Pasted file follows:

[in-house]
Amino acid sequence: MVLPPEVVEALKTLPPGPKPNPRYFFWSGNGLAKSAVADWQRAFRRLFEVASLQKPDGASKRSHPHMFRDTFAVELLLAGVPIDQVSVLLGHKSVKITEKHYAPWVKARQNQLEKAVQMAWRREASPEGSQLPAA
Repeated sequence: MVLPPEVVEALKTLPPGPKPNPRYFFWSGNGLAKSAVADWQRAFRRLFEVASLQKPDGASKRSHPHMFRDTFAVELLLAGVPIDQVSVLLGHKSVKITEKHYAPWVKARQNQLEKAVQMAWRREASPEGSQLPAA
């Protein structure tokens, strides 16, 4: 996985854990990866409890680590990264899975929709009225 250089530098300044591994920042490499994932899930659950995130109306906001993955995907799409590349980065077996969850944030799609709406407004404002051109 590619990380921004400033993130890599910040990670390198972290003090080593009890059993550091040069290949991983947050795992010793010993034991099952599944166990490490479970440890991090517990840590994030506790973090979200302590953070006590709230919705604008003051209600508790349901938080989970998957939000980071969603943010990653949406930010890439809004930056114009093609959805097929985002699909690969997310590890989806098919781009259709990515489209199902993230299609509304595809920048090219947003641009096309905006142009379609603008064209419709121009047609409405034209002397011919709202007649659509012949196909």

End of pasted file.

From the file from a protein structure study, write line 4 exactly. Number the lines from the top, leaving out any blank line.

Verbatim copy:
């Protein structure tokens, strides 16, 4: 996985854990990866409890680590990264899975929709009225 250089530098300044591994920042490499994932899930659950995130109306906001993955995907799409590349980065077996969850944030799609709406407004404002051109 590619990380921004400033993130890599910040990670390198972290003090080593009890059993550091040069290949991983947050795992010793010993034991099952599944166990490490479970440890991090517990840590994030506790973090979200302590953070006590709230919705604008003051209600508790349901938080989970998957939000980071969603943010990653949406930010890439809004930056114009093609959805097929985002699909690969997310590890989806098919781009259709990515489209199902993230299609509304595809920048090219947003641009096309905006142009379609603008064209419709121009047609409405034209002397011919709202007649659509012949196909």